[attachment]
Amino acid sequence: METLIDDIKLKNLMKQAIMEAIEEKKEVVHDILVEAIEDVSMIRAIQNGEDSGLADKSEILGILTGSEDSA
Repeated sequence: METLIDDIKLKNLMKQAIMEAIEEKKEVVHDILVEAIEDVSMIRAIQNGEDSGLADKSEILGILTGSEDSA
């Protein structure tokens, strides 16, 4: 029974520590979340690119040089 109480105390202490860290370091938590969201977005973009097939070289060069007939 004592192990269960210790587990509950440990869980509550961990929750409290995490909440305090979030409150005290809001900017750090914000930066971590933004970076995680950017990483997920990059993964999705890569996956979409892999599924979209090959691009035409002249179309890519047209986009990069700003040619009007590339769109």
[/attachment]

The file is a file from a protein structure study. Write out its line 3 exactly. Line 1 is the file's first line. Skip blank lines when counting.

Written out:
């Protein structure tokens, strides 16, 4: 029974520590979340690119040089 109480105390202490860290370091938590969201977005973009097939070289060069007939 004592192990269960210790587990509950440990869980509550961990929750409290995490909440305090979030409150005290809001900017750090914000930066971590933004970076995680950017990483997920990059993964999705890569996956979409892999599924979209090959691009035409002249179309890519047209986009990069700003040619009007590339769109």